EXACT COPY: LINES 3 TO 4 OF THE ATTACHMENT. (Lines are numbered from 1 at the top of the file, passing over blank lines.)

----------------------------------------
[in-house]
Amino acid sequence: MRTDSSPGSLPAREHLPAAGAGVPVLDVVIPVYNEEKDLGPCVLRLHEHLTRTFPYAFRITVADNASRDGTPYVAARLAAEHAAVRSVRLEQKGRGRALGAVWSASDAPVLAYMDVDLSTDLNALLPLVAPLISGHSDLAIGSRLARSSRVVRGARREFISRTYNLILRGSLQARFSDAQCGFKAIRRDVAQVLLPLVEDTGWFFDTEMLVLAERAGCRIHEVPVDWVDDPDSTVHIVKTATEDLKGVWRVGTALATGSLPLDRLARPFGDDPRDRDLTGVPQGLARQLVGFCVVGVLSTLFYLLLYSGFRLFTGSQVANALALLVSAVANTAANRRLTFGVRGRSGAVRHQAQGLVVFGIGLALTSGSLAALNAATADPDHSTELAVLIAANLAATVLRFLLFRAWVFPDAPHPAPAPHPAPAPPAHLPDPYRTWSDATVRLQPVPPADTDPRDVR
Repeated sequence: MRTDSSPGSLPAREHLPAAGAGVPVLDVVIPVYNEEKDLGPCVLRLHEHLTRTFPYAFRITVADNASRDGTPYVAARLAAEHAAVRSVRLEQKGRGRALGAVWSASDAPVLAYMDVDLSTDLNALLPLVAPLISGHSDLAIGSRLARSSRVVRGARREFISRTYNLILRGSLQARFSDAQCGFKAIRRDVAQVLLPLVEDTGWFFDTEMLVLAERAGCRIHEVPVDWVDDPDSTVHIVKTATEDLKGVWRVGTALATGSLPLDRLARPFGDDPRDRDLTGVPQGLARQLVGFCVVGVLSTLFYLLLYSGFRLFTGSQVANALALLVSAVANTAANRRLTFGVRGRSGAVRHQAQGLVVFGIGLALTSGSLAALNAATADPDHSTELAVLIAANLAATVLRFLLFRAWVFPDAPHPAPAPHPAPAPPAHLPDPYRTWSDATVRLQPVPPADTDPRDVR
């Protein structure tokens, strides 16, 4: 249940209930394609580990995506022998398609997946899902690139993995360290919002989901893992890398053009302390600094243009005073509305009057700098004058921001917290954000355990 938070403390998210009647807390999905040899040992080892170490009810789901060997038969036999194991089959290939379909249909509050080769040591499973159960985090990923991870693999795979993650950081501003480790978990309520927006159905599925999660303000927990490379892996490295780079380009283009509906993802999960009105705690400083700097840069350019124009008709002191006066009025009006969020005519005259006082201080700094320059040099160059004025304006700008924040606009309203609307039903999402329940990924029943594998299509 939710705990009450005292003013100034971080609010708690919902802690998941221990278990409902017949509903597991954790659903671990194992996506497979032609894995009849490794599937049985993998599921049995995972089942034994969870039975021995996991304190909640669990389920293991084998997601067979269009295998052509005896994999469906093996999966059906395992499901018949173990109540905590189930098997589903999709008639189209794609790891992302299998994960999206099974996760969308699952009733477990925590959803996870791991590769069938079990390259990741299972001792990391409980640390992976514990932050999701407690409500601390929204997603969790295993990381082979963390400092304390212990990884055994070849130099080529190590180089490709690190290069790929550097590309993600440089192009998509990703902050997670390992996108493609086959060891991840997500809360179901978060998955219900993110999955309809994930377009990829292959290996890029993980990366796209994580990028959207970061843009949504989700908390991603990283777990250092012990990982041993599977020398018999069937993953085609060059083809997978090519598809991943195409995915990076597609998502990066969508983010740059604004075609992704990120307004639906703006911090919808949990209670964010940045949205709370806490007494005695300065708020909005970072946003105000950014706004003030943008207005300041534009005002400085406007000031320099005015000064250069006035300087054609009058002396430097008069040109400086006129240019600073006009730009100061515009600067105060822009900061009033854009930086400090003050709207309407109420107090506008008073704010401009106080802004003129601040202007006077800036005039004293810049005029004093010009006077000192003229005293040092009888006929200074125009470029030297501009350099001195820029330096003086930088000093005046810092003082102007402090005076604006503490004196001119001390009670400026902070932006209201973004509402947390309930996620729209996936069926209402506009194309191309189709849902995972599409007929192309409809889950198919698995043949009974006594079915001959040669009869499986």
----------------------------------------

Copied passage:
Repeated sequence: MRTDSSPGSLPAREHLPAAGAGVPVLDVVIPVYNEEKDLGPCVLRLHEHLTRTFPYAFRITVADNASRDGTPYVAARLAAEHAAVRSVRLEQKGRGRALGAVWSASDAPVLAYMDVDLSTDLNALLPLVAPLISGHSDLAIGSRLARSSRVVRGARREFISRTYNLILRGSLQARFSDAQCGFKAIRRDVAQVLLPLVEDTGWFFDTEMLVLAERAGCRIHEVPVDWVDDPDSTVHIVKTATEDLKGVWRVGTALATGSLPLDRLARPFGDDPRDRDLTGVPQGLARQLVGFCVVGVLSTLFYLLLYSGFRLFTGSQVANALALLVSAVANTAANRRLTFGVRGRSGAVRHQAQGLVVFGIGLALTSGSLAALNAATADPDHSTELAVLIAANLAATVLRFLLFRAWVFPDAPHPAPAPHPAPAPPAHLPDPYRTWSDATVRLQPVPPADTDPRDVR
């Protein structure tokens, strides 16, 4: 249940209930394609580990995506022998398609997946899902690139993995360290919002989901893992890398053009302390600094243009005073509305009057700098004058921001917290954000355990 938070403390998210009647807390999905040899040992080892170490009810789901060997038969036999194991089959290939379909249909509050080769040591499973159960985090990923991870693999795979993650950081501003480790978990309520927006159905599925999660303000927990490379892996490295780079380009283009509906993802999960009105705690400083700097840069350019124009008709002191006066009025009006969020005519005259006082201080700094320059040099160059004025304006700008924040606009309203609307039903999402329940990924029943594998299509 939710705990009450005292003013100034971080609010708690919902802690998941221990278990409902017949509903597991954790659903671990194992996506497979032609894995009849490794599937049985993998599921049995995972089942034994969870039975021995996991304190909640669990389920293991084998997601067979269009295998052509005896994999469906093996999966059906395992499901018949173990109540905590189930098997589903999709008639189209794609790891992302299998994960999206099974996760969308699952009733477990925590959803996870791991590769069938079990390259990741299972001792990391409980640390992976514990932050999701407690409500601390929204997603969790295993990381082979963390400092304390212990990884055994070849130099080529190590180089490709690190290069790929550097590309993600440089192009998509990703902050997670390992996108493609086959060891991840997500809360179901978060998955219900993110999955309809994930377009990829292959290996890029993980990366796209994580990028959207970061843009949504989700908390991603990283777990250092012990990982041993599977020398018999069937993953085609060059083809997978090519598809991943195409995915990076597609998502990066969508983010740059604004075609992704990120307004639906703006911090919808949990209670964010940045949205709370806490007494005695300065708020909005970072946003105000950014706004003030943008207005300041534009005002400085406007000031320099005015000064250069006035300087054609009058002396430097008069040109400086006129240019600073006009730009100061515009600067105060822009900061009033854009930086400090003050709207309407109420107090506008008073704010401009106080802004003129601040202007006077800036005039004293810049005029004093010009006077000192003229005293040092009888006929200074125009470029030297501009350099001195820029330096003086930088000093005046810092003082102007402090005076604006503490004196001119001390009670400026902070932006209201973004509402947390309930996620729209996936069926209402506009194309191309189709849902995972599409007929192309409809889950198919698995043949009974006594079915001959040669009869499986």